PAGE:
How to deal with illegal, classified operations?


The AP reports that the DoJ is going to investigate the Underwatergate "leak" to the New York Times. Many of course wish they would investigate the program instead, but since the AG was involved in it, that's difficult.

But this puts forward the complex problem of how to deal with, and stop, illegal classified programs. Because they are classified, they lack many of the checks and balances that exist for other government operations. Indeed, it is suspected that many programs get classified entirely or in part in order to avoid scrutiny.

In theory, one does not have to obey an illegal order. But in practice it takes a lot of guys to defy one. And it's hard to be certain an order is illegal when your superiors and their lawyers are insisting it is.

Senator Rockefeller is one of the people elected to provide oversight over intelligence activities, and he was told about the NSA spying. He was also told he could not consult with the advisors he needed on technical and legal issues to make proper judgements. This is an unacceptable situation. There must be checks and balances.

I don't like secret courts, but they are better than having no courts at all. There should be a secret court with auditing power over all secret activities of the government. Anybody should be able to file a complaint with this court that the government is engaging in illegal secret activities. The identity of the whistleblower must be fully protected, as well. The court should have full power to investigate any and all classified and secret programs to find out if they are engaging in illegal activity. And it should have full power and duty to punish illegal activity by anybody, including the President. (Judgements against the President and other top officials would be subject to appeal by the Supreme Court.)

Furthermore, when the court finds wrongdoing, details of this wrongdoing should be declassified as soon as possible and as much as possible. Even at risk to national security. That's because illegal covert activities by the government are a greater risk to the security of the people and the nation than most disclosures are.

How much auditing of secret programs does the GAO get to do? Can its role be expanded? This seems more a judicial idea than a congressional one but there's no reason that auditing of illegal secret activity should not go on in all branches, of all branches.

Absent such a process, the leak to the New York Times is the only answer. The whistleblowers who revealed this program did the right thing for the nation, and should be rewarded, not punished.


Different strokes for different folks. In England, there is
the situation where people object to national identity cards,
which have existed in other countries for years. This is an
objection on principle, not for any valid reason. Of course there
are legitimate reasons why the government or its officials might
need to confirm your identity. If you object, then you DO have
something to hide, or object as a matter of principle.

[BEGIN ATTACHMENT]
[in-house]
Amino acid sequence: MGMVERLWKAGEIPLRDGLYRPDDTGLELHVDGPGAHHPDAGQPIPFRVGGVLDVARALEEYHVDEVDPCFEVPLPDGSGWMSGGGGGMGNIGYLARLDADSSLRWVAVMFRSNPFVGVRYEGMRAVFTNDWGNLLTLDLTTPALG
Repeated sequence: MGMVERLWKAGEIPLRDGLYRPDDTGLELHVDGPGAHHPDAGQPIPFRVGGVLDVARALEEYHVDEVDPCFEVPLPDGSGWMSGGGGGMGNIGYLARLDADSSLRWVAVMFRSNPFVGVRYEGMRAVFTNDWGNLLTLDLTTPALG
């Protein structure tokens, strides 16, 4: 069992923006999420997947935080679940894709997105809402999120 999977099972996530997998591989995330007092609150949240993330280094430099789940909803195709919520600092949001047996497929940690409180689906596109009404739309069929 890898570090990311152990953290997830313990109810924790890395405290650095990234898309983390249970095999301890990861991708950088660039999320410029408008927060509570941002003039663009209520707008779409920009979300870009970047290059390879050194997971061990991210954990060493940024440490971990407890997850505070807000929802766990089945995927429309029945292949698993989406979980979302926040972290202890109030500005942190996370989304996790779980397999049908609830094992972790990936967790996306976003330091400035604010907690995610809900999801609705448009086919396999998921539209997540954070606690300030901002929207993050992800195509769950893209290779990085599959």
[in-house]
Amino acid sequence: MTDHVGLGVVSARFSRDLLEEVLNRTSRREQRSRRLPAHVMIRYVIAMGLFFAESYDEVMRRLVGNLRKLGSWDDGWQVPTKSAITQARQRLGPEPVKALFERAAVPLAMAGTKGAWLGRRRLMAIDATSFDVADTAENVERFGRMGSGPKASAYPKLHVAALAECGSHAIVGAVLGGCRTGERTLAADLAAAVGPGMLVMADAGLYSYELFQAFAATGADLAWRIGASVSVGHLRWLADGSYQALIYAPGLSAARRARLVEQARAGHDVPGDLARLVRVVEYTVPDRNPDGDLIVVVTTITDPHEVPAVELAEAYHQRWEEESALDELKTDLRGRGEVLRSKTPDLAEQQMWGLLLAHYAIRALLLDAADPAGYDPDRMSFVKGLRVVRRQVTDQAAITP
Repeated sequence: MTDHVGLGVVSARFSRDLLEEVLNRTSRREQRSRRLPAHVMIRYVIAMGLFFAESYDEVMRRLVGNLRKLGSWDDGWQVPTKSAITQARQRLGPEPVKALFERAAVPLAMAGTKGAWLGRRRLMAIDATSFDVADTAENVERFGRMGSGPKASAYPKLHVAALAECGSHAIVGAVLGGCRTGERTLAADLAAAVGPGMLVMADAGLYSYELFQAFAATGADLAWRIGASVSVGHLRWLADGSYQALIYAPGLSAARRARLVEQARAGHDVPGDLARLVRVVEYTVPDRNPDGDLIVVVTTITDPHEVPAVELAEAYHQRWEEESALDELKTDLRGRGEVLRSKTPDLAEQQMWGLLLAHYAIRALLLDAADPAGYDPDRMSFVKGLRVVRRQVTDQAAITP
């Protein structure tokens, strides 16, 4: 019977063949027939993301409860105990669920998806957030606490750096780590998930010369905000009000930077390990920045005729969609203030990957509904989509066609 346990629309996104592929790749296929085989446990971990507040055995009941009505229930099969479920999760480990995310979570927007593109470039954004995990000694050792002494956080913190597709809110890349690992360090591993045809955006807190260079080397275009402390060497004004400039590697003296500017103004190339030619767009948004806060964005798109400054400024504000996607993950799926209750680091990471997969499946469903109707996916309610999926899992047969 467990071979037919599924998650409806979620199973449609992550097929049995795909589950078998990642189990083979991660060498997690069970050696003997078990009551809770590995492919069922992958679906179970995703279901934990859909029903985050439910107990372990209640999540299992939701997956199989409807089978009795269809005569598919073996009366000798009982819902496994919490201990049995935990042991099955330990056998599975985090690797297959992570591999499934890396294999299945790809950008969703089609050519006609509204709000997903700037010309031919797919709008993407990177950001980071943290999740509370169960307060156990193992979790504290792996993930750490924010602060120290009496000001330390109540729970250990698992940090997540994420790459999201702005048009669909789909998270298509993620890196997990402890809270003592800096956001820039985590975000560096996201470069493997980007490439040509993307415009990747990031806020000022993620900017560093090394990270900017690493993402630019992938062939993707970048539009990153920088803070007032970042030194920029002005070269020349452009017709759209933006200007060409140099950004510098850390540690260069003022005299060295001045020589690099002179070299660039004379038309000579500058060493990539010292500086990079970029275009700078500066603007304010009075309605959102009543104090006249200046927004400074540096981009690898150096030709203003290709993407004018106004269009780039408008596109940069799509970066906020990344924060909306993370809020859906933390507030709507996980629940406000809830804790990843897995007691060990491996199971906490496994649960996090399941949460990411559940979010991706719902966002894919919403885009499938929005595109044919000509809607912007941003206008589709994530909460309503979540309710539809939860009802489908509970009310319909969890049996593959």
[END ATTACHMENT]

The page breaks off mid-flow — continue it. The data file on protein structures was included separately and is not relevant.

In many countries, video cameras in public places are the norm.
They DO help prevent crime and/or catch criminals. In Iceland,
I believe they even inject the live feeds into television so everyone
can watch. And before you complain, read up on Iceland: it has so
many civil liberties and real freedoms that it makes the U.S. even
before 9/11 look like a police state.

We seem to have two sides here: the libertarian types who object
to the government gathering any information as a matter of principle,
and the George Bush types who just do what they want even if it is
in violation of international law. Both standpoints are idiotic.
In each individual case, the only question should be: do the benefits
outweigh the disadvantages?

Probably the real problem in the U.S. is that it is NOT a government
of the people, by the people and for the people, but of big business
and the religious right, by big business and the religious right and
in spite of many of the people. Where there is not this conflict,
everyone knows the government works for the good of good people and
the only people who suffer are the occasional criminals.

Bill Bryson tells an interesting story in his book about travels
on the Continent (where he also comments on beautiful women in
the subway in Hamburg and their---gasp!---hairy armpits and women
sunbathing nude in public parks: if you think America is the land
of the free, try being nude on a beach or, if you are a woman,
just don't shave; the reaction will show the true opinions who,
to paraphrase Easy Raider, will talk to you all day about individual
freedom but just can't cope with a free individual). In the
pedestrian zone in Copenhagen, he sees the queeen enter a shop. He
asks the person next to him who protects her. At first, he doesn't
understand the question (i.e. the intent of the question; he probably
speaks English better than Bill Bryson). He then smiles and replies
"I suppose we all do".

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